What You See Isn't What You Get: Perspective In Mapping

Students will observe objects in their everyday environment and use symbolic pictures to show the objects in relation to each other. Students will also compare horizontal and aerial views of these same objects.

Time Duration: Two 50-minute class periods

Grade Level: 4-5

Concepts Explored:
observation, interpretation of data, recording and symbolic representation

desktop or work surface, lunch materials, paper, pencils and crayons, straight edge or ruler

Mapping is an activity that allows students to make a transfer from the reality of objects and locations close at hand to larger areas that cannot be seen from the ground. A further extension of these activities involves examination of aerial photographs of a particular area. Sources of these photographs might be local television stations, newspapers or historical societies. Developed tract homes may have had house plans or street maps filed with the city government building departments. Emergency agencies have detailed maps which may include fire hydrants, water main sources etc.


Day 1 -
Ask students to examine the contents of their lunches. Students who do not have lunches may work with those students who have lunches. (Alternatively, ask each student to bring from home an everyday item such as a toothbrush, a hair brush, a salt shaker, a glass, etc.) Arrange items and observe and compare from a horizontal perspective and aerial perspective. Let students practice describing objects to each other to identify characteristics of the objects from the different viewpoints. Students then generate their own sketches and label objects from the two perspectives. Key concepts to be introduced are spatial reasoning and an evaluation of the most accurate perspective.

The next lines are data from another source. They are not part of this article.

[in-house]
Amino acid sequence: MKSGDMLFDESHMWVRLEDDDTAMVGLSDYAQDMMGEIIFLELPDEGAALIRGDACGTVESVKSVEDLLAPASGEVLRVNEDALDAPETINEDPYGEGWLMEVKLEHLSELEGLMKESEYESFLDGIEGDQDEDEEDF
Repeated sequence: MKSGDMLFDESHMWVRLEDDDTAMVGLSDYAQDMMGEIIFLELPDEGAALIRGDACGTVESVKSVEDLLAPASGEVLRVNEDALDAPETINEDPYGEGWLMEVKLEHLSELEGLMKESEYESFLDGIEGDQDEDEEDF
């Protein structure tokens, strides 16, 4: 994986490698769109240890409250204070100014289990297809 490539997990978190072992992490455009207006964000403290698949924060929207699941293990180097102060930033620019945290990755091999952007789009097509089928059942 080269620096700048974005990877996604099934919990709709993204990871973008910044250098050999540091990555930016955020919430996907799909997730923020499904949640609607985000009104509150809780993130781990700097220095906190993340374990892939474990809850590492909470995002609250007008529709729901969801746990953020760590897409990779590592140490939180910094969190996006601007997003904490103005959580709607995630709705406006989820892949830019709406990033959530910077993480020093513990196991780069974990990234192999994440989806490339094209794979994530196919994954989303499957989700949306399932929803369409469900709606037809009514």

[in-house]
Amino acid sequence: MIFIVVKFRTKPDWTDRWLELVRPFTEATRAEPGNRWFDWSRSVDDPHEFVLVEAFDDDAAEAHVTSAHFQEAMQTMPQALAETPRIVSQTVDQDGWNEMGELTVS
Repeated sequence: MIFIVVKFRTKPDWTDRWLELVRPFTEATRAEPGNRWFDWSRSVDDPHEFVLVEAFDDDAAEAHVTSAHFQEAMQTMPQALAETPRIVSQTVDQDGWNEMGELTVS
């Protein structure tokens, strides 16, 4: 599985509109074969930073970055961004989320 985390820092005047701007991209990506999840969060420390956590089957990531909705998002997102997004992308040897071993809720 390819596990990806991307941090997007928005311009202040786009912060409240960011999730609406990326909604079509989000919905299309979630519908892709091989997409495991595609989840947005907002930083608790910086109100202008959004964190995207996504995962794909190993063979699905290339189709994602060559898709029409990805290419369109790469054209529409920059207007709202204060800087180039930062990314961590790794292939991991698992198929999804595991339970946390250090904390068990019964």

Day 2 -
Review the horizontal and aerial perspective from the previous lesson. Students can be divided into groups to view the room from different locations. Some students may be outside viewing the interior through windows. Their sketches can then be displayed and compared. As in activity one, students then need to produce an aerial perspective of the entire classroom. Discussion can focus on correct representation of such features as windows and doors and the architectural floor plan symbols can be explored.

Other possibilities for student maps are maps of bedrooms, homes, routes to grocery stores or malls, neighborhoods, nearby parks or amusement parks. Students can also map journeys taken by literary characters in stories such as Goldilocks' trip to the home of the three bears, or the journey of the wolf in the Three Little Pigs.

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